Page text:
• Stress
    • This is a big one. Anxiety, anger and frustration stemming from mismanaged stress could result in teeth grinding while asleep or awake. Since stress is a normal part of life, it’s important to understand that even if you are managing stress, you could still grind your teeth.
  • Age
    • People of all ages can grind their teeth yet it is fairly common for children. Many often outgrow it by the time they enter adulthood. Be sure to discuss this with your child’s dentist during their next appointment.
  • Personality
    • This might sound weird but being an aggressive person or someone who is overly competitive or hyperactive can lead to teeth grinding.
  • Medications
    • While not common, bruxism can be a side effect of certain antidepressants.
  • Substances
    • Tobacco, caffeine, alcohol or using recreational drugs could increase the chances of developing this disorder.
  • Genetics
    • If you have blood relatives who suffer from sleep bruxism, you could be at a greater risk.
  • Mental Health or Medical Disorders
    • Different types of bruxism can result from Parkinson’s, dementia, gastroesophageal reflux disorder, attention-deficit/hyperactivity disorder, epilepsy or sleep-related disorders like night terrors or sleep apnea.

Treating teeth grinding early on can prevent your teeth and jaw from being harmed or could ensure you don’t have to suffer through pain or sensitivities.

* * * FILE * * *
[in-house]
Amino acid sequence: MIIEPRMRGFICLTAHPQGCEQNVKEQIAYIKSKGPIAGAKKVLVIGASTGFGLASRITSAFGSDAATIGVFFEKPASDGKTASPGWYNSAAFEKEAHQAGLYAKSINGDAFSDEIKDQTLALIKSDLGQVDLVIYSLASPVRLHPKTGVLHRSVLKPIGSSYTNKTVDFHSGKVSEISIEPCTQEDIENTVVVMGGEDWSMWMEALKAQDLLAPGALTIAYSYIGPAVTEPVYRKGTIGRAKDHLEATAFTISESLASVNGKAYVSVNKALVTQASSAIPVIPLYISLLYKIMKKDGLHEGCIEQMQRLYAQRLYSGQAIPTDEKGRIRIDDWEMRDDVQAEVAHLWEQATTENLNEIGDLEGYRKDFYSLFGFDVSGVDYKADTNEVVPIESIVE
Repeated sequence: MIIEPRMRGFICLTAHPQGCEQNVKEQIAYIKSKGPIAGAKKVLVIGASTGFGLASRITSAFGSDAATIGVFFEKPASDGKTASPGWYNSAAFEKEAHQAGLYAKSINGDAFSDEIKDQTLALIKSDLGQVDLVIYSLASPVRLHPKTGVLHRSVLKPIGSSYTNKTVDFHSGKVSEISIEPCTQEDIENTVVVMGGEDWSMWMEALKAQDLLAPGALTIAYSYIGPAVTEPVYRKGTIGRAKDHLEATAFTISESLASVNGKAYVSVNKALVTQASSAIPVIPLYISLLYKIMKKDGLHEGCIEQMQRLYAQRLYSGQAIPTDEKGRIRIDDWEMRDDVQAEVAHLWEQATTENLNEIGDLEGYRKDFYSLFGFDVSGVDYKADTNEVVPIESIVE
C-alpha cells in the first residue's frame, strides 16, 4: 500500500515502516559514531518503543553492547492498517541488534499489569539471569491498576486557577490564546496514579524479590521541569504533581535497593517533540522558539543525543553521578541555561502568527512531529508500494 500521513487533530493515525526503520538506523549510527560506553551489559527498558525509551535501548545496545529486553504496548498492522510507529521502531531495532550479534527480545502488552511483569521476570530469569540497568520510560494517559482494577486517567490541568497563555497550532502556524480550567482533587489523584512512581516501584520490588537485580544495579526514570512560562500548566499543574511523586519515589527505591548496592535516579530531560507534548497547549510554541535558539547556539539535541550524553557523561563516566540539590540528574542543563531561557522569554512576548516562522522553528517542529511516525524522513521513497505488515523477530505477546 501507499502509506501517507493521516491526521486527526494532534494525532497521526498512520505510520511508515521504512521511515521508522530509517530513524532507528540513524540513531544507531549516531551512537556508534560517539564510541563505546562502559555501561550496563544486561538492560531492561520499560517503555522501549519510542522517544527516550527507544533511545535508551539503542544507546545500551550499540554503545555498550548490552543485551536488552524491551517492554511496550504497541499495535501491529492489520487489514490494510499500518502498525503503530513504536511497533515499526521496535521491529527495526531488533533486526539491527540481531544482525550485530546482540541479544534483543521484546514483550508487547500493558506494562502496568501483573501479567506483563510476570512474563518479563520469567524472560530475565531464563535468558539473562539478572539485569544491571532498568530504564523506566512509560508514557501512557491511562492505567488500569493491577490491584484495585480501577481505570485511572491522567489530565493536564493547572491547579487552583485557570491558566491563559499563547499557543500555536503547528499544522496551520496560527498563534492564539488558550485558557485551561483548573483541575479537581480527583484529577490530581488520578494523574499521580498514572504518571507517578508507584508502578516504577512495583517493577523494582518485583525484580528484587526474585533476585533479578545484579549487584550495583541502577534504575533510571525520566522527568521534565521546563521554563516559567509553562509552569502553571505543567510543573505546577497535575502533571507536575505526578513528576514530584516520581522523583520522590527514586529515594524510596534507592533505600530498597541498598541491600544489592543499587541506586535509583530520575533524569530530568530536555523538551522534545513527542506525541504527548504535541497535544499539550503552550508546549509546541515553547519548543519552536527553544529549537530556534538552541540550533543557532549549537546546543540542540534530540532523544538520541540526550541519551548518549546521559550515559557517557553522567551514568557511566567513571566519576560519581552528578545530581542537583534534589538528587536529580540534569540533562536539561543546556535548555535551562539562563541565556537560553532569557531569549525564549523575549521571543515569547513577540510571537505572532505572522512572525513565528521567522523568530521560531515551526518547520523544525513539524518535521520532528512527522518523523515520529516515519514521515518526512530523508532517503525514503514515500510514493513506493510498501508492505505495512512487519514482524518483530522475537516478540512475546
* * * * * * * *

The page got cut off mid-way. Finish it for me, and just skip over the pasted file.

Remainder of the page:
Solutions to Grinding Teeth

Teeth grinding is a serious issue, but it is not short on solutions. There are many options and people can find one or more that suit their lifestyle and case. Ultimately, it should be up to your dentist to determine what is the best route to take to counteract this disorder.

Possible solutions include:

  • Dental Nightguards can prevent one row of teeth from grinding on the other. They are worn while a patient sleeps (hence “night” in its name) and are custom fitted via molds so that it fits comfortably in one’s mouth. They are typically made from plastic or acrylic. The thing is that a nightguard will protect your teeth from the grinding action but will not prevent you from grinding. This is a solution that’s best when paired with other means to negate the disorder.
  • Stress relief is an important tool to deal with bruxism. Exercise or time away from work can help reduce the problem.
  • A warm bath before bed can help as warm water can relax your muscles. If you’re not much of a bath fan, you can use a wash cloth with warm water on your jaw to sooth it before you turn in for the night.
  • Speaking to a mental health professional can help you deal with your anxiety and alleviate stress. A trained professional can provide you with coping strategies that can decrease how often you grind your teeth.
  • Reducing your daily alcohol and caffeine intake can help your bruxism especially if you can avoid these substances in the evening or late at night.
  • Not chewing on non-food items can ensure that your jaw doesn’t get used to constant chewing or clenching. This means refraining from chewing on the ends of pens and pencils.

Bruxism can be a complicated and challenging issue and many patients need to combine solutions to create a plan that will deal with this disorder from all angles.

Do You Grind Your Teeth?

If you suspect that you’re grinding your teeth either while you’re awake or asleep, then you should speak with your dentist and undergo an examination. There are several treatment options and your dentist will work with you to prevent the symptoms from worsening.